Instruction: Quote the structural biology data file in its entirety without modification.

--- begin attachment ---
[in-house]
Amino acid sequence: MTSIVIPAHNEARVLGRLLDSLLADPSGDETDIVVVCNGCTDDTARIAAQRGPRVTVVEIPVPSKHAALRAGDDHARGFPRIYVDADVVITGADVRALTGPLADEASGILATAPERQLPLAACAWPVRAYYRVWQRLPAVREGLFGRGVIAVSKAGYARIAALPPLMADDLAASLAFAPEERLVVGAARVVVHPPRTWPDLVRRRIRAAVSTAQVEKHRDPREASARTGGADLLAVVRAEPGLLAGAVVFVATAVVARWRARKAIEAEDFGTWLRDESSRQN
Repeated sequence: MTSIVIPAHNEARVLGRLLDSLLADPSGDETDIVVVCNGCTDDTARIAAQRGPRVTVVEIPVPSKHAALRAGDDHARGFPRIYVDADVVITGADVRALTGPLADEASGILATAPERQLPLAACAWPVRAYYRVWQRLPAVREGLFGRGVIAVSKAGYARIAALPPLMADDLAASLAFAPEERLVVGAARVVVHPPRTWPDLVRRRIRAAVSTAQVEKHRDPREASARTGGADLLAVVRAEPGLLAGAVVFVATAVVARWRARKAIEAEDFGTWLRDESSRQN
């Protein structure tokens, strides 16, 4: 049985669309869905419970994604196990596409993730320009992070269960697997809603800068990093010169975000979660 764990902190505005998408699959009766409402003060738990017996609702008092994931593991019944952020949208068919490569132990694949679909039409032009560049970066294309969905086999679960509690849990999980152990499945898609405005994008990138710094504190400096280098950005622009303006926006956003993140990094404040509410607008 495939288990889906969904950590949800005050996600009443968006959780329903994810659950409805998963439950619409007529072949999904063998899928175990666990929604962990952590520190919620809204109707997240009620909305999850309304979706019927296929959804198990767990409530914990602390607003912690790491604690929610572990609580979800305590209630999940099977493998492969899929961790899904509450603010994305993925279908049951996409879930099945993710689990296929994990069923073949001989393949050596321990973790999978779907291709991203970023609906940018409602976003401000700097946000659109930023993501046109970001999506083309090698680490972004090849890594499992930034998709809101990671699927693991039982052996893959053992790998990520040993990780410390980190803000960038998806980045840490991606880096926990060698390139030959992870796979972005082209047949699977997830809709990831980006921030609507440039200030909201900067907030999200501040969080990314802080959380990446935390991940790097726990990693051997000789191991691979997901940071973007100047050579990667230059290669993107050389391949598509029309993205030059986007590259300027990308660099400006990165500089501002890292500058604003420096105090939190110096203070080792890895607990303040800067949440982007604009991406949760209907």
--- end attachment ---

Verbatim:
[in-house]
Amino acid sequence: MTSIVIPAHNEARVLGRLLDSLLADPSGDETDIVVVCNGCTDDTARIAAQRGPRVTVVEIPVPSKHAALRAGDDHARGFPRIYVDADVVITGADVRALTGPLADEASGILATAPERQLPLAACAWPVRAYYRVWQRLPAVREGLFGRGVIAVSKAGYARIAALPPLMADDLAASLAFAPEERLVVGAARVVVHPPRTWPDLVRRRIRAAVSTAQVEKHRDPREASARTGGADLLAVVRAEPGLLAGAVVFVATAVVARWRARKAIEAEDFGTWLRDESSRQN
Repeated sequence: MTSIVIPAHNEARVLGRLLDSLLADPSGDETDIVVVCNGCTDDTARIAAQRGPRVTVVEIPVPSKHAALRAGDDHARGFPRIYVDADVVITGADVRALTGPLADEASGILATAPERQLPLAACAWPVRAYYRVWQRLPAVREGLFGRGVIAVSKAGYARIAALPPLMADDLAASLAFAPEERLVVGAARVVVHPPRTWPDLVRRRIRAAVSTAQVEKHRDPREASARTGGADLLAVVRAEPGLLAGAVVFVATAVVARWRARKAIEAEDFGTWLRDESSRQN
């Protein structure tokens, strides 16, 4: 049985669309869905419970994604196990596409993730320009992070269960697997809603800068990093010169975000979660 764990902190505005998408699959009766409402003060738990017996609702008092994931593991019944952020949208068919490569132990694949679909039409032009560049970066294309969905086999679960509690849990999980152990499945898609405005994008990138710094504190400096280098950005622009303006926006956003993140990094404040509410607008 495939288990889906969904950590949800005050996600009443968006959780329903994810659950409805998963439950619409007529072949999904063998899928175990666990929604962990952590520190919620809204109707997240009620909305999850309304979706019927296929959804198990767990409530914990602390607003912690790491604690929610572990609580979800305590209630999940099977493998492969899929961790899904509450603010994305993925279908049951996409879930099945993710689990296929994990069923073949001989393949050596321990973790999978779907291709991203970023609906940018409602976003401000700097946000659109930023993501046109970001999506083309090698680490972004090849890594499992930034998709809101990671699927693991039982052996893959053992790998990520040993990780410390980190803000960038998806980045840490991606880096926990060698390139030959992870796979972005082209047949699977997830809709990831980006921030609507440039200030909201900067907030999200501040969080990314802080959380990446935390991940790097726990990693051997000789191991691979997901940071973007100047050579990667230059290669993107050389391949598509029309993205030059986007590259300027990308660099400006990165500089501002890292500058604003420096105090939190110096203070080792890895607990303040800067949440982007604009991406949760209907």